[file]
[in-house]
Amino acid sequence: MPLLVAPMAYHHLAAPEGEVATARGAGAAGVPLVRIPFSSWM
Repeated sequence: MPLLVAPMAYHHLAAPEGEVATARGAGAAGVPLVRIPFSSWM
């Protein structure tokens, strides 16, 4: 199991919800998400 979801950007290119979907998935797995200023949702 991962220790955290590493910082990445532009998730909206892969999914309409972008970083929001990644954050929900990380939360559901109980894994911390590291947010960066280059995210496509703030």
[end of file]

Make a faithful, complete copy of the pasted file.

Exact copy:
[in-house]
Amino acid sequence: MPLLVAPMAYHHLAAPEGEVATARGAGAAGVPLVRIPFSSWM
Repeated sequence: MPLLVAPMAYHHLAAPEGEVATARGAGAAGVPLVRIPFSSWM
């Protein structure tokens, strides 16, 4: 199991919800998400 979801950007290119979907998935797995200023949702 991962220790955290590493910082990445532009998730909206892969999914309409972008970083929001990644954050929900990380939360559901109980894994911390590291947010960066280059995210496509703030």